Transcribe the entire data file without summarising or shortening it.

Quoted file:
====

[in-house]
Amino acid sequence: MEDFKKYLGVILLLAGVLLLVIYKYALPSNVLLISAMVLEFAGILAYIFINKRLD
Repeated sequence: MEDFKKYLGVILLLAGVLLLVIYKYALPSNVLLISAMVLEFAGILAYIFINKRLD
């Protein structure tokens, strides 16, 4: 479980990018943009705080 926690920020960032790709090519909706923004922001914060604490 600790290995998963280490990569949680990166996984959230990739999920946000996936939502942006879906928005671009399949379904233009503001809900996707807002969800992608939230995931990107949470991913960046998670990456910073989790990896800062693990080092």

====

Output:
[in-house]
Amino acid sequence: MEDFKKYLGVILLLAGVLLLVIYKYALPSNVLLISAMVLEFAGILAYIFINKRLD
Repeated sequence: MEDFKKYLGVILLLAGVLLLVIYKYALPSNVLLISAMVLEFAGILAYIFINKRLD
């Protein structure tokens, strides 16, 4: 479980990018943009705080 926690920020960032790709090519909706923004922001914060604490 600790290995998963280490990569949680990166996984959230990739999920946000996936939502942006879906928005671009399949379904233009503001809900996707807002969800992608939230995931990107949470991913960046998670990456910073989790990896800062693990080092």